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N.C. school district votes to end widely used sex education program amid outcry

School district scraps sex ed program
N.C. school district scraps sex education program amid outcry 03:06

A heated debate in North Carolina over teaching kids about sex highlights the difficulty for many school districts around the country. Cumberland County Board of Education voted Tuesday night to get rid of its Planned Parenthood sex education program after criticism from some parents. 

The internet, social media, and the #MeToo movement is shining a light on the issues of sex and consent, but it also raises questions about what kids should be taught, at what age, and by whom.

There were some heated moments at the school board meeting Tuesday night as community members clashed over a controversial sex education program, which starts teaching kids about sex in sixth grade.

"A curriculum in the schools that teaches what? Kids to go out and get freaky?" one man said at the Tuesday night school board meeting. 

The district voted to remove Planned Parenthood's Get Real sex ed program, reverting back to the curriculum the county started using in 2009.

An online petition signed by more than 1,800 people opposed to Get Real claims it encourages sixth graders to feel "comfortable and ready" for sex. The petition says the curriculum provides flash cards outlining proper condom usage, for "vaginal, oral or anal sex" and recommends the usage of "non-microwavable saran wrap" as a prophylactic for certain non-reproductive sex acts.

"It got pretty descriptive as far as some of that information," said Cumberland County schools interim superintendent Tim Kinlaw. "It just simply was not appropriate for our sixth grade students."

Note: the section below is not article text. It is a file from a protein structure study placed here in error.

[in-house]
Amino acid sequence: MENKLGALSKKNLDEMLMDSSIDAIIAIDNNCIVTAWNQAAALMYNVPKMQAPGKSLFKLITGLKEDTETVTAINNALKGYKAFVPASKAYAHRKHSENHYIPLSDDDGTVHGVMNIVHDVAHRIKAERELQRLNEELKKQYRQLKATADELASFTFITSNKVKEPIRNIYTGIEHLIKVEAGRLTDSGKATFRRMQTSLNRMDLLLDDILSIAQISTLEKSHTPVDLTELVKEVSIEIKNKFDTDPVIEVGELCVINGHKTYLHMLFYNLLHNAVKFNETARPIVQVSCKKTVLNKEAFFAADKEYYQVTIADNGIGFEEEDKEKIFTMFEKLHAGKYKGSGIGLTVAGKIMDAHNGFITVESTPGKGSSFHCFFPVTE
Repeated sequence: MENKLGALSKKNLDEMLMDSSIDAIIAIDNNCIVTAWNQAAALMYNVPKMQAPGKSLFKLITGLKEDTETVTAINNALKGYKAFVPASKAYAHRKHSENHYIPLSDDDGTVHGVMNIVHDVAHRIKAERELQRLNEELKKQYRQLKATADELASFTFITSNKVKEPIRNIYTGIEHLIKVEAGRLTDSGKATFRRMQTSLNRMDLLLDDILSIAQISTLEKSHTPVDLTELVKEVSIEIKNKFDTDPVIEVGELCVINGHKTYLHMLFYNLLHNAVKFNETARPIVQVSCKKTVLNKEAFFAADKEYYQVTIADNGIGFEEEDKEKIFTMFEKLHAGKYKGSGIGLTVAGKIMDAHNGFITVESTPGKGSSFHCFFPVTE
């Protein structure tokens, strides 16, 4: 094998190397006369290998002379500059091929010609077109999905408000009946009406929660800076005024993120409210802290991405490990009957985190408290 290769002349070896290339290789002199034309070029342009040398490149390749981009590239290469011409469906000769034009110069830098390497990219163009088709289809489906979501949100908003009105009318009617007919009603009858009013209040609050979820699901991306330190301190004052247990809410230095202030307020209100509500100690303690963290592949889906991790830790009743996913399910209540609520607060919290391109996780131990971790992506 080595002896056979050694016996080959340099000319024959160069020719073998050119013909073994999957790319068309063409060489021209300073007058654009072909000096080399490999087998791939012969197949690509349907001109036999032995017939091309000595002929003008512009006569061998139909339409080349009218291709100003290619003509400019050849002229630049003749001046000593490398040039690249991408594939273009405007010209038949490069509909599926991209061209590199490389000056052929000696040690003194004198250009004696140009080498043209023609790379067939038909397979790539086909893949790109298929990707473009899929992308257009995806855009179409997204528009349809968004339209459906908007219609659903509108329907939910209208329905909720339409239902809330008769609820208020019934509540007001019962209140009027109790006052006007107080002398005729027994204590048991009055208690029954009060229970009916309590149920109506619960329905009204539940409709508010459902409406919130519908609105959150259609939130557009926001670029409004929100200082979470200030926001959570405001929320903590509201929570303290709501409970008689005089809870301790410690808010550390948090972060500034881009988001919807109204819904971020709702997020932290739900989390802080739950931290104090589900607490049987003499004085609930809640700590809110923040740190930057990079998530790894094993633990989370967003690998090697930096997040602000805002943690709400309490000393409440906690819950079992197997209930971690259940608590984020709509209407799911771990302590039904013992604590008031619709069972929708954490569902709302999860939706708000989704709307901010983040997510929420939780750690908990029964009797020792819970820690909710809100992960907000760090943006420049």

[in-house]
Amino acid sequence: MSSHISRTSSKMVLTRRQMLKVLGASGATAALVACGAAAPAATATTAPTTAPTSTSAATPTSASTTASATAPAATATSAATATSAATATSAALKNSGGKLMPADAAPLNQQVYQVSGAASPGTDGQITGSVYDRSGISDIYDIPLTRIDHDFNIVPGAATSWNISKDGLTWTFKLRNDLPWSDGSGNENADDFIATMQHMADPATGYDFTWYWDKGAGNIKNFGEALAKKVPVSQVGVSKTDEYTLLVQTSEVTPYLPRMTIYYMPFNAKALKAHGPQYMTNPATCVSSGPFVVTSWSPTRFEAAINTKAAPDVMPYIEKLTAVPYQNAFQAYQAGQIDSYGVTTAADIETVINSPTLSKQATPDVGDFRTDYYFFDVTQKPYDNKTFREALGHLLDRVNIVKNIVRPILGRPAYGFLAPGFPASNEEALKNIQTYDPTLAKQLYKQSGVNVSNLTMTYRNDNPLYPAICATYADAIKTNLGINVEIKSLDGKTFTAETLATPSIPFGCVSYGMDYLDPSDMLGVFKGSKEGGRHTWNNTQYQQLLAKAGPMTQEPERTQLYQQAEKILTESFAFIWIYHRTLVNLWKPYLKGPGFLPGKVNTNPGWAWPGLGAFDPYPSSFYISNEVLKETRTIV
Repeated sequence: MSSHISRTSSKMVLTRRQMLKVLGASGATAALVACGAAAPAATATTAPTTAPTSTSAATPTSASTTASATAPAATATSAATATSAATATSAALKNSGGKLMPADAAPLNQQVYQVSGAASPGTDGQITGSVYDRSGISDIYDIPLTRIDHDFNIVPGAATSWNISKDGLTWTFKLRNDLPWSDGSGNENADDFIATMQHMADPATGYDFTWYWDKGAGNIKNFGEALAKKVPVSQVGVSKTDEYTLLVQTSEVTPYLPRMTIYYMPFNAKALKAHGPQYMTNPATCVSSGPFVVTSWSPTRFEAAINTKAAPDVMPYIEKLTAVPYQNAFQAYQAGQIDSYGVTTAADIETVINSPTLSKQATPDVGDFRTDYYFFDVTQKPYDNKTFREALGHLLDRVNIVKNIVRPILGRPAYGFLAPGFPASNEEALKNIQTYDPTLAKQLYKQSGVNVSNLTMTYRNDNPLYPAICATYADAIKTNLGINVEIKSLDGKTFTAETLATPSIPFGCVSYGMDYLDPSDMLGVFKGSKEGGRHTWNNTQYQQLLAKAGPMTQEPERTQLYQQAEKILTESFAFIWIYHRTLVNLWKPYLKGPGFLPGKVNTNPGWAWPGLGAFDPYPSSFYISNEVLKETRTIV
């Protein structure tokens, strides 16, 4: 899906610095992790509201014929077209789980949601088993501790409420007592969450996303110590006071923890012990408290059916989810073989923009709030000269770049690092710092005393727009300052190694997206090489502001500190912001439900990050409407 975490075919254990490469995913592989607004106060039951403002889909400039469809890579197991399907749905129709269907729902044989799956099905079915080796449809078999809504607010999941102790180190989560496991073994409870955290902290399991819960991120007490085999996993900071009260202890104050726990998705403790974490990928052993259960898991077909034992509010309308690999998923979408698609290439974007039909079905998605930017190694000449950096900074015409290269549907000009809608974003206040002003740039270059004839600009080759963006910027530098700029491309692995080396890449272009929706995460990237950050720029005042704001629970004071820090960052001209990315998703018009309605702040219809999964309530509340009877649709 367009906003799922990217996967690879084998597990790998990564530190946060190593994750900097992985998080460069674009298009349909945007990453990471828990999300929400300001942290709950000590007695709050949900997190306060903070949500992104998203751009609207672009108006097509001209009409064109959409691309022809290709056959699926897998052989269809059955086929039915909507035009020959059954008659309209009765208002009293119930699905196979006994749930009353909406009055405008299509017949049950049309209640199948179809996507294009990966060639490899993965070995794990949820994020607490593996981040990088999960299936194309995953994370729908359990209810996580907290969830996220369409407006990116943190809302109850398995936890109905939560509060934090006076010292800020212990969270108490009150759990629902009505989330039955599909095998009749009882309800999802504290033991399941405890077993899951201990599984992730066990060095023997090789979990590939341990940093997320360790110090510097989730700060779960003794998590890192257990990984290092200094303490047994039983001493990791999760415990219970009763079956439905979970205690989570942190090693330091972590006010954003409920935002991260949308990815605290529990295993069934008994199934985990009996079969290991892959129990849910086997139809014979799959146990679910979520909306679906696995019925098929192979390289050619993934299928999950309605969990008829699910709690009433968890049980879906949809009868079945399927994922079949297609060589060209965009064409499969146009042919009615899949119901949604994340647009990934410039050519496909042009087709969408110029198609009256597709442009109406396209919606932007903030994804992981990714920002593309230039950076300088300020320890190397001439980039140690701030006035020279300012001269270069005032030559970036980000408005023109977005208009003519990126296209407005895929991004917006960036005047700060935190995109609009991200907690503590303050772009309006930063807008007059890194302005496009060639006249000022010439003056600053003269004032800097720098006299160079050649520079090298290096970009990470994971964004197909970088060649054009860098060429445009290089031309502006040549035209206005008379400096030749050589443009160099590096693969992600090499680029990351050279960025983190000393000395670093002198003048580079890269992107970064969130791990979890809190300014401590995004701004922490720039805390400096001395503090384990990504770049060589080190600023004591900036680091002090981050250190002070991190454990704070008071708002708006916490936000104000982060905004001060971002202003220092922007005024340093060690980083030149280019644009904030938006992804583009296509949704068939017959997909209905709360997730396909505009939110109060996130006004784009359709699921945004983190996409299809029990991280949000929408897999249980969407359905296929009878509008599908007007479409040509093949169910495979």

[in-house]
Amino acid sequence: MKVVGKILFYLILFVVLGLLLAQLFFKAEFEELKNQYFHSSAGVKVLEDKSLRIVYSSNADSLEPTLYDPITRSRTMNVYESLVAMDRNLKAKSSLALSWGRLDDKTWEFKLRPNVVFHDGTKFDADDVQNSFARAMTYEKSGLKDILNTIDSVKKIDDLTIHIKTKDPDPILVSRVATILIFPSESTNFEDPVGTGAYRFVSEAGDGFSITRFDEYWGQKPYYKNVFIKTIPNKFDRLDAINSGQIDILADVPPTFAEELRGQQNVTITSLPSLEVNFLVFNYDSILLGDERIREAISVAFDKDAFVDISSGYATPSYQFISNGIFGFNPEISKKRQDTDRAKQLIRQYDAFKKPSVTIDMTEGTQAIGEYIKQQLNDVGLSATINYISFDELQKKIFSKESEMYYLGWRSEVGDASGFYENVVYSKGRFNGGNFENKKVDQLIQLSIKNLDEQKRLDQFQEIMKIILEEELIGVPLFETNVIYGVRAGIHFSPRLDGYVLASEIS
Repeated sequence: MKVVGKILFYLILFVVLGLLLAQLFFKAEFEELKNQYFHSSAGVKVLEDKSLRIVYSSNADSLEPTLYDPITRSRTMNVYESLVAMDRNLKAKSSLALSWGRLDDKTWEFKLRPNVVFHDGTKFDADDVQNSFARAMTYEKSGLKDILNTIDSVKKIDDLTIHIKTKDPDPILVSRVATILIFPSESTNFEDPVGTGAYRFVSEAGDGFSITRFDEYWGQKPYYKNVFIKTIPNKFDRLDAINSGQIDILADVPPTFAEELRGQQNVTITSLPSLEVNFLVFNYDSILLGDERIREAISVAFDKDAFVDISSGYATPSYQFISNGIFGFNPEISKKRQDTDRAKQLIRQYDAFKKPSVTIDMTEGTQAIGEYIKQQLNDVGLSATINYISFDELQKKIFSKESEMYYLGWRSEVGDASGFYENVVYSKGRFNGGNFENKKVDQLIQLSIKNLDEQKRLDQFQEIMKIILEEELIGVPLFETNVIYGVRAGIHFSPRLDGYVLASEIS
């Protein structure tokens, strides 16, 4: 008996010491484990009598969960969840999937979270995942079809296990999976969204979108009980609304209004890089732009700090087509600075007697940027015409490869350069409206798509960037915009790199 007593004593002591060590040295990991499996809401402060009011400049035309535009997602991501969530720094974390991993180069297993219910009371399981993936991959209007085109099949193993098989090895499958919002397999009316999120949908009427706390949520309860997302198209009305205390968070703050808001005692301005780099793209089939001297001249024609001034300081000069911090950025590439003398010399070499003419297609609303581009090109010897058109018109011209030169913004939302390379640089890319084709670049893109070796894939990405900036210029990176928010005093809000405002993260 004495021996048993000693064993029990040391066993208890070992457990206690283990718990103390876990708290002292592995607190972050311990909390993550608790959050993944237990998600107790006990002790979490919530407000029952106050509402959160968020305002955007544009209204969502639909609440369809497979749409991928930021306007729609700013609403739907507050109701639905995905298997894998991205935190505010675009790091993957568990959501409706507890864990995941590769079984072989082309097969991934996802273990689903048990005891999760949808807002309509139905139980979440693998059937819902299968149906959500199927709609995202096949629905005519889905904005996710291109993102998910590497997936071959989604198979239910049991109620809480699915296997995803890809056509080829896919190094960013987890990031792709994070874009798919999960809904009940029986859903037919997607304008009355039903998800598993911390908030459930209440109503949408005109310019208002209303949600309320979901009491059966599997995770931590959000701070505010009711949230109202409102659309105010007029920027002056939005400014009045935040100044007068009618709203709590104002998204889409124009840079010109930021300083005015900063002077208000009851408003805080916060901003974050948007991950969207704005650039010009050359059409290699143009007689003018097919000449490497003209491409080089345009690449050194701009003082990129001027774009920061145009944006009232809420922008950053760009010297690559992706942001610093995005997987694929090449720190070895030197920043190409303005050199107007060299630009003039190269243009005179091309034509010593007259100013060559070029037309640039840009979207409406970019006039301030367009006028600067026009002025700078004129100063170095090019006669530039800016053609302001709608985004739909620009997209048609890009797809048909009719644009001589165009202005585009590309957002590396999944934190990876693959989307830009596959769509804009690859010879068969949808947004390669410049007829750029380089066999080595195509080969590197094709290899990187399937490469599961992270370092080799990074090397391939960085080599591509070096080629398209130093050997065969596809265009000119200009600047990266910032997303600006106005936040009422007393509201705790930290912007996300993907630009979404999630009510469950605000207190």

But the creators of Get Real say its lessons are similar to other courses, focusing on topics like puberty, anatomy and sexual boundaries.

Jen Slonaker, a developer of Get Real, says its main objective is to delay sex.

"The content of the curriculum is being taken wildly out of context," Slonaker said. "A comprehensive sex education approach is focused on teaching about consent, teaching about healthy relationships, alongside teaching about things like prevention of pregnancy and STIs."

The Get Real program is taught in 31 states, and reaches more than 221,000 students.

Andrea Johnson's 11-year-old daughter is a student in Cumberland County. She says she is disappointed the district is getting rid of the program.

"Kids are uncomfortable to speak to parents," Johnson said.

She's not concerned about the program because she says what's on TV goes much farther than Get Real.

North Carolina, along with 24 other states, is required by law to teach sex ed. In Cumberland County, the former sex education program will go back into use immediately. Like in the past, parents can still opt out of the program.

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